These are the bucket-list triathlons that we're itching to do, whether it's for the stories, the challenge, the scenery...basically, just to be able to say (smugly, probably), "I did that." If you're a triathlete...you'll get it. We all have races we dream of racing one day - they appeal for a range of reasons but for you, they're a "must-do". There's more races but we'll start with the top six in three regions of the world. We know there is no Kona - because to put it bluntly, who doesn't want to go? Also, we polled absolutely no one and this is based on no scientific research at all.
One word: legendary. It's the ultimate iconic race that the Challenge Family offers and one of the oldest triathlon events around. Billed as the world's largest long distance triathlon, Challenge Roth attracts some of the biggest names in triathlon - along with more than 5,000 age group athletes from over 60 countries. Every year, registration for Challenge Roth sells out in minutes online - often, the best chance to snag a slot is through a triathlon travel package, like Tri Travel. It's a full distance (3.8K swim, 180K bike, 42K run) renown for the thousands of enthusiastic spectathletes lining a course that takes you past rolling hills, through a forest, and a stadium finish complete with fireworks. The Bavarian village of Roth makes the event a week-long festival complete with finish-line celebrations and after-parties with plenty of beer flowing. Hard to beat!
ISKLAR NORSEMAN XTREME TRIATHLON
This is your average Ironman distance, but in Norway during the summer through some of the world's toughest terrains. Since 2003, it's quickly become one of the most coveted race opportunities in the world as the Isklar hosts less than 300 competitors annually. All athletes must have their own support crew to provide them with food and drinks. Competitors jump off of a ferry into the chilly waters of the Hardangerfjord (it even sounds dangerous) to the local town Eidfjord, at which point they begin cycling through the mountains - the first 40KM are uphill and reach 1,200 meters above sea level. At T2, they'll run 25KM of flatlands before climbing 1,880 meters up Mount Gaustatoppen. The final mountain climb requires athletes to carry a backpack containing emergency food and clothing should the weather turn. If fog or snow forces the closure of this segment, there is an alternate route to the finish line. All you get is a shirt for finishing (black for those who climbed Mount Gaustatoppen, white for those who had to take the alternate route).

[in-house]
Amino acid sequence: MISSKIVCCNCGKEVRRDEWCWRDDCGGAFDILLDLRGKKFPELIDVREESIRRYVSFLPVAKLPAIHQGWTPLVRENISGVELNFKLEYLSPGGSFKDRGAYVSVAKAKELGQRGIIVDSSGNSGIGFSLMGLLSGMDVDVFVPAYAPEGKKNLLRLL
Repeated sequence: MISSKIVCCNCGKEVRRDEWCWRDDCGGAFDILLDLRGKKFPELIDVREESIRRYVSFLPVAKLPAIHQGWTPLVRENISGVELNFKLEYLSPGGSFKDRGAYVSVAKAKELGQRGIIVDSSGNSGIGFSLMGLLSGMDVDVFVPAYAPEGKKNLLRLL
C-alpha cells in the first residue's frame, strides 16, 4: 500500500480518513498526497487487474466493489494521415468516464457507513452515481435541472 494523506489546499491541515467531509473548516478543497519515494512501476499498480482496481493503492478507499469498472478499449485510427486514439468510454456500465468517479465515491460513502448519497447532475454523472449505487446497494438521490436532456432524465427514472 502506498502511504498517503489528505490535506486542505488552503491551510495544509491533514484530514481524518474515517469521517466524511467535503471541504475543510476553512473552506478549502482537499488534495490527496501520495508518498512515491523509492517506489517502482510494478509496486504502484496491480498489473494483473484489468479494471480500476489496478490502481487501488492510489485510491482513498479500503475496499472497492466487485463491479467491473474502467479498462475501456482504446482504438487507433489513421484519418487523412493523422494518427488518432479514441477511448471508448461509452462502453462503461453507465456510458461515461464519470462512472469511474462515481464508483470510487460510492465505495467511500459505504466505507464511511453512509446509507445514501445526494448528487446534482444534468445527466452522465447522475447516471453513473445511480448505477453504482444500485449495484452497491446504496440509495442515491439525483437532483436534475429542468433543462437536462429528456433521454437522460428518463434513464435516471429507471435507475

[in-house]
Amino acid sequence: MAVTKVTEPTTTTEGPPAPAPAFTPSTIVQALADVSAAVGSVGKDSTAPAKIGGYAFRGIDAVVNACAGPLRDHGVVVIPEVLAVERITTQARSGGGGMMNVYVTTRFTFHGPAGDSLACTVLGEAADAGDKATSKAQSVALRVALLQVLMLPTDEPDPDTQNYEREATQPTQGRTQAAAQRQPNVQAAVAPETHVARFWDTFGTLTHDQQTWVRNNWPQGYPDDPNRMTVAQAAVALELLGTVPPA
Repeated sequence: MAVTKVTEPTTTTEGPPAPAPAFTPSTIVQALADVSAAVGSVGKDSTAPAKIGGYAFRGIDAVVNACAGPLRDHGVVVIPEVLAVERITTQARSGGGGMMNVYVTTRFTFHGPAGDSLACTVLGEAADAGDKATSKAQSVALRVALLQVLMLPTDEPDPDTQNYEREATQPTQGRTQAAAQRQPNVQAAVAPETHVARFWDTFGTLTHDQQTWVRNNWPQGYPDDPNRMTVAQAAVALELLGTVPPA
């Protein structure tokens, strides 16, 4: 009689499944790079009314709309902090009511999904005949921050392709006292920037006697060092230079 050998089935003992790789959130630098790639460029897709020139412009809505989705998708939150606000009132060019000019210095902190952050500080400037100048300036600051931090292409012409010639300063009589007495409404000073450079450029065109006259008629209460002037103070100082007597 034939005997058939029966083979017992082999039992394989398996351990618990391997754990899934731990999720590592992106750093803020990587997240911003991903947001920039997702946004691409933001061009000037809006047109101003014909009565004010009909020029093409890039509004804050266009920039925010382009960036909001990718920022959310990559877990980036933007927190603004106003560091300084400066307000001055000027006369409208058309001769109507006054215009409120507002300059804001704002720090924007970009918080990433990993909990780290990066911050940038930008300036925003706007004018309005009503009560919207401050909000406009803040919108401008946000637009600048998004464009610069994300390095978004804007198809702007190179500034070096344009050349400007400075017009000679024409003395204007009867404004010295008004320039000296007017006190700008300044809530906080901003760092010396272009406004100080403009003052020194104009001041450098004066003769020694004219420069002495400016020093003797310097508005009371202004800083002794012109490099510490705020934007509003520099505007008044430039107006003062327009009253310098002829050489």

ESCAPE FROM ALCATRAZ
San Francisco, USA
Escape from Alcatraz is truly a one-of-a-kind race. It's not a sprint but it's not quite an Olympic distance as the race involves a 2.4KM (1.5 miles) swim, 29KM (18 miles) bike, and 12.8KM (8 miles) run. First, you'll jump off a ferryboat by Alcatraz Island into the frigid and choppy waters of the San Francisco Bay, then cycle the hilly but scenic bike course on the Great Highway and through Golden Gate Park before running 8 miles through the Golden Gate National Recreation Area to finish at The Marina Green. The race is limited to 2,000 competitors and entry is only by qualification through the Escape Triathlon Series or testing your luck with the two rounds of Random Drawing. Even if you qualify or are selected, the $750 registration fee will make most triathletes hesitate - you're definitely paying for the experience!